The color and scent of flowers and their perception by pollinator insects are believed to have evolved in the course of mutual adaptation. However, an evolutionary biologist from the University of Zurich has now proved that this is not the case with the arum family at least, which evolved its scent analogously to the pre-existing scents of scarab beetles and thus adapted to the beetles unilaterally. The mutual adaptation between plants and pollinators therefore does not always take place.
Soon, the gardens and fields will be blooming, fragrant and buzzing again. Bees, flies and beetles fly, as they have done for millions of years, from flower to flower in search of food or mates, drawn by flower shapes, colors and the scents of the individual plants. Often, pollinating insects favor certain scents and preferentially visit the flowers in question. Previously, researchers always assumed that floral scents and the fondness of pollinating insects for a specific scent evolved mutually via coevolution of plants and insects. However, the evolutionary biologist Florian Schiestl from the University of Zurich now proves that this was not the case with the arum family and their pollinators.
Scent of the scarab beetle mimicked
Schiestl and a colleague from Bayreuth studied the arum family and one of its pollinators, the scarab beetles. In the beetles, they discovered many scent molecules used for chemical communication that were also found in the plants. Based on a phylogenetic reconstruction, they realized that these scents were already present in the ancestors of today's scarab beetles. Evidently, these prehistoric scarab beetles already used the same or similar scents back in the Jurassic period to find food or mates. Unlike today's scarab beetles, these ancestors did not pollinate plants, the first members of the arum family to be pollinated by beetles not appearing until around 40 million years later. "In the course of evolution, the arum family mimicked the scents of scarab beetles to attract pollinating insects more efficiently," says Schiestl.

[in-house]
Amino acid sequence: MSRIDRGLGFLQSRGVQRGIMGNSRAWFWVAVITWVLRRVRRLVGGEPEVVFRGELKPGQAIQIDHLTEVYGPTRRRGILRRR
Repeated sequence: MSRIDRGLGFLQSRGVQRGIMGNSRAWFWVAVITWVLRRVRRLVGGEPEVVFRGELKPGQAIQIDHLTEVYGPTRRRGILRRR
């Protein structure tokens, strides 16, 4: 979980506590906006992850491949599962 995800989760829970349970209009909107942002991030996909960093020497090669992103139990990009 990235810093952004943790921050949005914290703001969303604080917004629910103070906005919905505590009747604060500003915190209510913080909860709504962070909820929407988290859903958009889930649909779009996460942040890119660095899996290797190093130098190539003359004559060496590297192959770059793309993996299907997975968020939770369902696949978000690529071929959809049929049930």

Coevolution less common than assumed
In research, coevolution is regarded as a driving force behind the development of a mutual adaptation between two organisms. However, this is not true of the arum family, which developed its scent along the pre-existing communication of scarab beetle scents. "Coevolution between plants and pollinating insects might well be less common than we thought," Schiestl concludes.
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